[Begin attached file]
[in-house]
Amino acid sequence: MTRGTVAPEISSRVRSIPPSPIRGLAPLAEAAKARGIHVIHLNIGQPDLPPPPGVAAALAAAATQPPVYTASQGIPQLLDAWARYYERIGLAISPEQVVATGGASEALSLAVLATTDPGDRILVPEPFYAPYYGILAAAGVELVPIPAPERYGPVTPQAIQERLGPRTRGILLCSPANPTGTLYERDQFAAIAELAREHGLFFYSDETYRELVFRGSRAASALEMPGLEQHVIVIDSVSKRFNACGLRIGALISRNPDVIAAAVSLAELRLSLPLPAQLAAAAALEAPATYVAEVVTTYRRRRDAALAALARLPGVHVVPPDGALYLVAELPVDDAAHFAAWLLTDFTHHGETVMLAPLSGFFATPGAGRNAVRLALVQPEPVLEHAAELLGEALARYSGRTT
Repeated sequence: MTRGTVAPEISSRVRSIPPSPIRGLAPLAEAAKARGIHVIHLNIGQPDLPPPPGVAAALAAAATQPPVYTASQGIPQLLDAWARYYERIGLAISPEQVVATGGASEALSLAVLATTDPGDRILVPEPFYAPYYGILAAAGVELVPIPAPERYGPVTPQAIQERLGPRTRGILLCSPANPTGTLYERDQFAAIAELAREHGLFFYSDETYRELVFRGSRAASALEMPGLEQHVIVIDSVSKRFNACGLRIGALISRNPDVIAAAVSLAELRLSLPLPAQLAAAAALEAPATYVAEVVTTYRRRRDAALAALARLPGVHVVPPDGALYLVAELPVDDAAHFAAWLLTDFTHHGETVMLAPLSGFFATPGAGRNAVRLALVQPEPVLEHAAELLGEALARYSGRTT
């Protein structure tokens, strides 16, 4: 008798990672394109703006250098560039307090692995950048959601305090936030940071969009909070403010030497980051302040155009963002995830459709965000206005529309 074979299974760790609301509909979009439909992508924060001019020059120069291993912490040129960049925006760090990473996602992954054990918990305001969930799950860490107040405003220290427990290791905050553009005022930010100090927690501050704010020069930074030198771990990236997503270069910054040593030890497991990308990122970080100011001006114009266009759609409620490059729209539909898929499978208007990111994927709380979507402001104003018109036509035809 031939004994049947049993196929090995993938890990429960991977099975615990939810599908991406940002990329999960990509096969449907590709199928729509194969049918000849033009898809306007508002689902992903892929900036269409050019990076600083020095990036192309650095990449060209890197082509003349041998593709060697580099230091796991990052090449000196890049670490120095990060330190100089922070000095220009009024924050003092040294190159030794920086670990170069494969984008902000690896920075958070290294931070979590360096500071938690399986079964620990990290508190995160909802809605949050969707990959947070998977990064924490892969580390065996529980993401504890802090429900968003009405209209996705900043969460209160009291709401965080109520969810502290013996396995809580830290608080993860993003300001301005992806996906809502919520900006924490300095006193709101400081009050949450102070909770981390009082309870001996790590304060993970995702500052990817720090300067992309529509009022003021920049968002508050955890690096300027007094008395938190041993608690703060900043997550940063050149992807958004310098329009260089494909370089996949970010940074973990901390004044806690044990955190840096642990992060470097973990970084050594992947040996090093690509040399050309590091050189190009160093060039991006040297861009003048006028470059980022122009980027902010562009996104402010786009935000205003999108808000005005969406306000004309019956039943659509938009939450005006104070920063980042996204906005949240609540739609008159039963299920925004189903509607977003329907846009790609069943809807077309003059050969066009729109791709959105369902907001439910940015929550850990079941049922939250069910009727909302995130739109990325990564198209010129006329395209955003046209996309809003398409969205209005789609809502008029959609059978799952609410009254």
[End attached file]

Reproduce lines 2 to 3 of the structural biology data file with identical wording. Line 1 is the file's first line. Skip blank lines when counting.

Amino acid sequence: MTRGTVAPEISSRVRSIPPSPIRGLAPLAEAAKARGIHVIHLNIGQPDLPPPPGVAAALAAAATQPPVYTASQGIPQLLDAWARYYERIGLAISPEQVVATGGASEALSLAVLATTDPGDRILVPEPFYAPYYGILAAAGVELVPIPAPERYGPVTPQAIQERLGPRTRGILLCSPANPTGTLYERDQFAAIAELAREHGLFFYSDETYRELVFRGSRAASALEMPGLEQHVIVIDSVSKRFNACGLRIGALISRNPDVIAAAVSLAELRLSLPLPAQLAAAAALEAPATYVAEVVTTYRRRRDAALAALARLPGVHVVPPDGALYLVAELPVDDAAHFAAWLLTDFTHHGETVMLAPLSGFFATPGAGRNAVRLALVQPEPVLEHAAELLGEALARYSGRTT
Repeated sequence: MTRGTVAPEISSRVRSIPPSPIRGLAPLAEAAKARGIHVIHLNIGQPDLPPPPGVAAALAAAATQPPVYTASQGIPQLLDAWARYYERIGLAISPEQVVATGGASEALSLAVLATTDPGDRILVPEPFYAPYYGILAAAGVELVPIPAPERYGPVTPQAIQERLGPRTRGILLCSPANPTGTLYERDQFAAIAELAREHGLFFYSDETYRELVFRGSRAASALEMPGLEQHVIVIDSVSKRFNACGLRIGALISRNPDVIAAAVSLAELRLSLPLPAQLAAAAALEAPATYVAEVVTTYRRRRDAALAALARLPGVHVVPPDGALYLVAELPVDDAAHFAAWLLTDFTHHGETVMLAPLSGFFATPGAGRNAVRLALVQPEPVLEHAAELLGEALARYSGRTT